C.I.AStill in it’s initial iteration, the site is presently only providing access to the three large databases of current intelligence and the previously existing online system of collaborative data sharing which has been in use for the past decade. As the site moves in to progressively more capable iterations, it is expected that the Library of National Intelligence ( LNI ) will be included, giving analysts the ability to search the Library’s entire electronic card catalog which contains summary information for every report published in the community. It’s a sort of ‘index’ of intelligence information and carries a low classification. The analyst will first be able to find all that is available on a particular subject, then with the proper clearance, be able access it.

Social networking is an integral part of A-Space, putting analysts in contact with counterparts from other agencies involved in the same area of expertise, or, as I mentioned before, providing for interaction of weak links.

Much like MySpace, analysts may 'Share', 'Search' and 'Get Connected' and A-Space will eventually provide RSS feeds for their blogs. Planned for the near future is a Web-based word processing tool such as ‘Office’, an intelligence community encyclopedia such as is used by Wikipedia and access to the ‘raw’ intel data bases (that data which has not been analyzed in any way).

C.I.AGreat. Even Wow! But now if I’m a 007 type, having just parked my Aston Martin at the curb and imbibing my favorite libation at Rick’s Bar in Casablanca, I may have pause to wonder about ASpace, and the fact that I’m in there, naked as it were, to a world full of adversaries who’s “life ambition is to “hack in”.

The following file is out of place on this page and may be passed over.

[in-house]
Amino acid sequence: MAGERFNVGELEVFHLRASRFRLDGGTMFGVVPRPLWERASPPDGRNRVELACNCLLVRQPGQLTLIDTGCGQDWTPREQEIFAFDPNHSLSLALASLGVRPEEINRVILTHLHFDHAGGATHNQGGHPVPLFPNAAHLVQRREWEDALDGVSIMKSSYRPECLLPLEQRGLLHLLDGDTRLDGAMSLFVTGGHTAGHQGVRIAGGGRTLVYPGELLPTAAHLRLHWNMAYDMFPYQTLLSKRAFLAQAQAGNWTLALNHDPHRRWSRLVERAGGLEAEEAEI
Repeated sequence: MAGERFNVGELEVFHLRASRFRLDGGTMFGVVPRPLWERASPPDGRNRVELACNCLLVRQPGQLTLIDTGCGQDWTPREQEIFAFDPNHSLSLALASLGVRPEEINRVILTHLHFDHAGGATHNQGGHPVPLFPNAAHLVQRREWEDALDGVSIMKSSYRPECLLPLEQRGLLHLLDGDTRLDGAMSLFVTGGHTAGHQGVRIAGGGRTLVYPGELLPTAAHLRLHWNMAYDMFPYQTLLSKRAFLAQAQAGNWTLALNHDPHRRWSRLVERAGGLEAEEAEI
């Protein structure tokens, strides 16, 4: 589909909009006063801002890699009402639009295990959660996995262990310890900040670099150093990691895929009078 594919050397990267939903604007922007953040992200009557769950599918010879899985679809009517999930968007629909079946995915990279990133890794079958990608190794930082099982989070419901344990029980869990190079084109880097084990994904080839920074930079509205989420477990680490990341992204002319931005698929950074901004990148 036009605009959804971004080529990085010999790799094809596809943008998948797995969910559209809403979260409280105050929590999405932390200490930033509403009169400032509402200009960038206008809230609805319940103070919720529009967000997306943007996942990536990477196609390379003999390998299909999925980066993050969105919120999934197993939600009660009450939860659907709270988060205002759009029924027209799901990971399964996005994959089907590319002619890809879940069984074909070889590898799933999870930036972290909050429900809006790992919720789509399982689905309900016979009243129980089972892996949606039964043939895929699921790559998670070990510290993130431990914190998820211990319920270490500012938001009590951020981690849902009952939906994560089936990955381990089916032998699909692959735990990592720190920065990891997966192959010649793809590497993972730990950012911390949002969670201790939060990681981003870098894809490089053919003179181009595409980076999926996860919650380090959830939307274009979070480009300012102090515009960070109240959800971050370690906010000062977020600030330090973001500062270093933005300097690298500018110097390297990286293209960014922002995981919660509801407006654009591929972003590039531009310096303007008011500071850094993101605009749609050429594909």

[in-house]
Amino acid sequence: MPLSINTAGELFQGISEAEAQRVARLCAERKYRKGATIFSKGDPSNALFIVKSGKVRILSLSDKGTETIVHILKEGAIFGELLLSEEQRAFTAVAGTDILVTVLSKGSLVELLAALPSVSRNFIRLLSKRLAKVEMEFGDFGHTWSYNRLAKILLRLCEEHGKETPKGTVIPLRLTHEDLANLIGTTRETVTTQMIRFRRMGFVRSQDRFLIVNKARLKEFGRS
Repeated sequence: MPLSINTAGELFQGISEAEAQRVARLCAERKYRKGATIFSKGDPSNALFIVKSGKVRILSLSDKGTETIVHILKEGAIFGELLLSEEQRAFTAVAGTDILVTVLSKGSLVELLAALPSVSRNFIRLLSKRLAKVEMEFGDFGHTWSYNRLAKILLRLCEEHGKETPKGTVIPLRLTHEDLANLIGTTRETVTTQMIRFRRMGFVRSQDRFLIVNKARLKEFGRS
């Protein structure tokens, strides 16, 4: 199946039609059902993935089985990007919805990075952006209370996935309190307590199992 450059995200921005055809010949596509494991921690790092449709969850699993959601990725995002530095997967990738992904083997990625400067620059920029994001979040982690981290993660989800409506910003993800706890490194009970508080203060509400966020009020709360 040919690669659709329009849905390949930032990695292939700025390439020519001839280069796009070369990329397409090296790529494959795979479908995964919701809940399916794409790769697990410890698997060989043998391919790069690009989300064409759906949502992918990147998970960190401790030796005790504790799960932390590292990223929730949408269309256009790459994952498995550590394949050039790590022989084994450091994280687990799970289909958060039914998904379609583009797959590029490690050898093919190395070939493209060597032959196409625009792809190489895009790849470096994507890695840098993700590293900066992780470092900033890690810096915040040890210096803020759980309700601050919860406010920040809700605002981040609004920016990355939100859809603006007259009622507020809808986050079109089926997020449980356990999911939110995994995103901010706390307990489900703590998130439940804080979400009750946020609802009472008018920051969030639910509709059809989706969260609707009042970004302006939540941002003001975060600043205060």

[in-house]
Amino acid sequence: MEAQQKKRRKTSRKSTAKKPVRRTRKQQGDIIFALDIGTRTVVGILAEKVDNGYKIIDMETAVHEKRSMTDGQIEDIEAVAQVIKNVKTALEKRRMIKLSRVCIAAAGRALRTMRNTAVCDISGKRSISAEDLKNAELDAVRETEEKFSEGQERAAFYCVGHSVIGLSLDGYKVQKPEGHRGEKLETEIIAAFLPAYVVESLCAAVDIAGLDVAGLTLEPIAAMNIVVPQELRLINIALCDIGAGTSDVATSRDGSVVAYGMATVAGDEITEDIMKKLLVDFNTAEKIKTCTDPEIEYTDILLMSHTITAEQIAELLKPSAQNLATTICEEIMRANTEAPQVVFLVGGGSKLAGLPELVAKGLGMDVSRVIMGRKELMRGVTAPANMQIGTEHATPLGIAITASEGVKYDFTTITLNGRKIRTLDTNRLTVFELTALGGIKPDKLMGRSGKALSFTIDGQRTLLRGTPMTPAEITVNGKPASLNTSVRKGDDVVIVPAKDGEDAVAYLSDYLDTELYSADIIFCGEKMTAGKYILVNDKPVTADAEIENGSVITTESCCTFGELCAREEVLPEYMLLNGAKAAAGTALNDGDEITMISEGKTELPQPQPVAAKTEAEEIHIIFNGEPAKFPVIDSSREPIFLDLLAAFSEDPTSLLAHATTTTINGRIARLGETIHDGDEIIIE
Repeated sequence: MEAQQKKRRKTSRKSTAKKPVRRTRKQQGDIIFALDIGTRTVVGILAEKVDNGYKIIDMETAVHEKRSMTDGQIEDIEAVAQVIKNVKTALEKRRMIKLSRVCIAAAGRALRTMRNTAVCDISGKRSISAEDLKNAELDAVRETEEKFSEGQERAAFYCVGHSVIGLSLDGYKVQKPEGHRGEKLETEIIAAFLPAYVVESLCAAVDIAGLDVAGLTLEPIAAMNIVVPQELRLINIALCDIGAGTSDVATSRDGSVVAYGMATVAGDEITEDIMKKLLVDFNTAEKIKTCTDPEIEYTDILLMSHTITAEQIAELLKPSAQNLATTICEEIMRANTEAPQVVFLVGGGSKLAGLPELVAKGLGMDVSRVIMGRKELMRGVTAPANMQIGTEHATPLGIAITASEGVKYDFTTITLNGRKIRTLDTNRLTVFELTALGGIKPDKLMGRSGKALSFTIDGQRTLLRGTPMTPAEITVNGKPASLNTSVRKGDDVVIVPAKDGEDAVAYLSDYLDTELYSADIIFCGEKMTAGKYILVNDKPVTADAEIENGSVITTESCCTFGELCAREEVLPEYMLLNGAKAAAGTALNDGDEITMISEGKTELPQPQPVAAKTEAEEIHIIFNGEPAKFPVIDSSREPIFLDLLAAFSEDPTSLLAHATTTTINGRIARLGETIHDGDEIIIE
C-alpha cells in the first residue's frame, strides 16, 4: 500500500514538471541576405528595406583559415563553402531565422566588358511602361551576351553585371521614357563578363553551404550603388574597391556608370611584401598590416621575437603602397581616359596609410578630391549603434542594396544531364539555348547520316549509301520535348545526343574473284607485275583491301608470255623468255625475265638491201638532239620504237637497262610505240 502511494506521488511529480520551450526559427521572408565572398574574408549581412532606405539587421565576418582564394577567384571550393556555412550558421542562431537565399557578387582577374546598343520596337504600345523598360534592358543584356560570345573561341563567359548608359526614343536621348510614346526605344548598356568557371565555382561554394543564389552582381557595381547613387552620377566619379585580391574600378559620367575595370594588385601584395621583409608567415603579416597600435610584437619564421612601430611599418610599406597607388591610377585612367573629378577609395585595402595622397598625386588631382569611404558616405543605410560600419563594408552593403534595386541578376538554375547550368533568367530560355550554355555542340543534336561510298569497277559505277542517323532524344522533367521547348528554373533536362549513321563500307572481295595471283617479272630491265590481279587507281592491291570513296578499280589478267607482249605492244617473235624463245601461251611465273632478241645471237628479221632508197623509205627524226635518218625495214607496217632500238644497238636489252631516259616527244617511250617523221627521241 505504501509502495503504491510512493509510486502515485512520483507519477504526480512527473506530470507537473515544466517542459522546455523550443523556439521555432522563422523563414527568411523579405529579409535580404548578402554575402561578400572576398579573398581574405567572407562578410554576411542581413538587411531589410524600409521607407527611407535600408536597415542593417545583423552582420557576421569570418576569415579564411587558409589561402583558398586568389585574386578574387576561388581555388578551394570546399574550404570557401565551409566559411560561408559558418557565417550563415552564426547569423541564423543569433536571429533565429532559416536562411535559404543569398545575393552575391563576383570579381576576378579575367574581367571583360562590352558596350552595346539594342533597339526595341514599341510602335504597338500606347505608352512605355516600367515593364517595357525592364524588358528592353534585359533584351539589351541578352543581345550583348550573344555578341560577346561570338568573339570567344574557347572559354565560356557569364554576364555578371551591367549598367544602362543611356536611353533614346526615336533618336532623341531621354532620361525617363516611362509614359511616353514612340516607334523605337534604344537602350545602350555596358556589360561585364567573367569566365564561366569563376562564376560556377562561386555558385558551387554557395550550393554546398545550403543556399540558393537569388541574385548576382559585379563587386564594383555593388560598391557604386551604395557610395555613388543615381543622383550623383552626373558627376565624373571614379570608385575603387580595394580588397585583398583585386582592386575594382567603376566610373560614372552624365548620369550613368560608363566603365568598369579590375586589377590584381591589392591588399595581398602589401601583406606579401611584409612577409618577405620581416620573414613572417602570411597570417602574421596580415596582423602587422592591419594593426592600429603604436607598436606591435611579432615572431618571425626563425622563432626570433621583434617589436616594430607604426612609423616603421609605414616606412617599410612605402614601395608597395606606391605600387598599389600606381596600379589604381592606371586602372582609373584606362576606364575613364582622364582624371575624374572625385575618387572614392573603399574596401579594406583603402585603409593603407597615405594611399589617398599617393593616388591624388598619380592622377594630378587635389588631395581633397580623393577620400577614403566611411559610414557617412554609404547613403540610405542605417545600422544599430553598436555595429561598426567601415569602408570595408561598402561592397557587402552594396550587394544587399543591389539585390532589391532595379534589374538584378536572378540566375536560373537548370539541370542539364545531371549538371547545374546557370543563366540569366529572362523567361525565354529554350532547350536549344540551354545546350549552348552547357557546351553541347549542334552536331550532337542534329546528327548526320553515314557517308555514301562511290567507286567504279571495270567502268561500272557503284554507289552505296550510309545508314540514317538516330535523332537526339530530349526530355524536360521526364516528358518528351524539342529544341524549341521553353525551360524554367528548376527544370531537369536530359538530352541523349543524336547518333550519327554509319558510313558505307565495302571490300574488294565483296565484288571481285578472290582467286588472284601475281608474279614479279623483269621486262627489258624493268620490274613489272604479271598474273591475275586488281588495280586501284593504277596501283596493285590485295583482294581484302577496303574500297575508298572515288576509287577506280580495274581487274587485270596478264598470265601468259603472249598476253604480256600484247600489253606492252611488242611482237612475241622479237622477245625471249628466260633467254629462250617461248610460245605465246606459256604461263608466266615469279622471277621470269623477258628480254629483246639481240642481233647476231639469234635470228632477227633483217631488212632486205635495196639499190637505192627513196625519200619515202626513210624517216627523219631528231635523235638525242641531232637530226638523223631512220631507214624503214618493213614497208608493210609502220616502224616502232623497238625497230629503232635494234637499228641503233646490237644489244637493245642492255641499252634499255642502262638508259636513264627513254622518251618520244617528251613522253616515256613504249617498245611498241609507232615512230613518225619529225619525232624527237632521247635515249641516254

I tell myself not to be concerned. The programmers surely are providing layer upon layer of security protecting my identity and my activities from prying eyes. Although… I wonder to myself… There have been occasional CIA traitors, Aldrich Ames and Edward Lee Howard as examples. Wouldn’t they have had access to ASpace before being caught, or defecting? Might they not have jeopardized covert operatives and their activities?

Besides, it seems there are endless revelations of covert operations in the news. Recently we learned of a secret offer made to Iceland by the UK; the CIA’s report on increasing troop strength in Afghanistan surfaced in the news media; The criteria for detaining suspects in the Guantanamo Bay facility, classified secret, surfaced; and of course there are many sites like and, constantly supplying the world with information that governments would rather keep under their hats.
But, surely I’ll be safe out here in the cold. With everything on ASpace heavily encrypted, what could go wrong?
By David Rose, Contributing Editor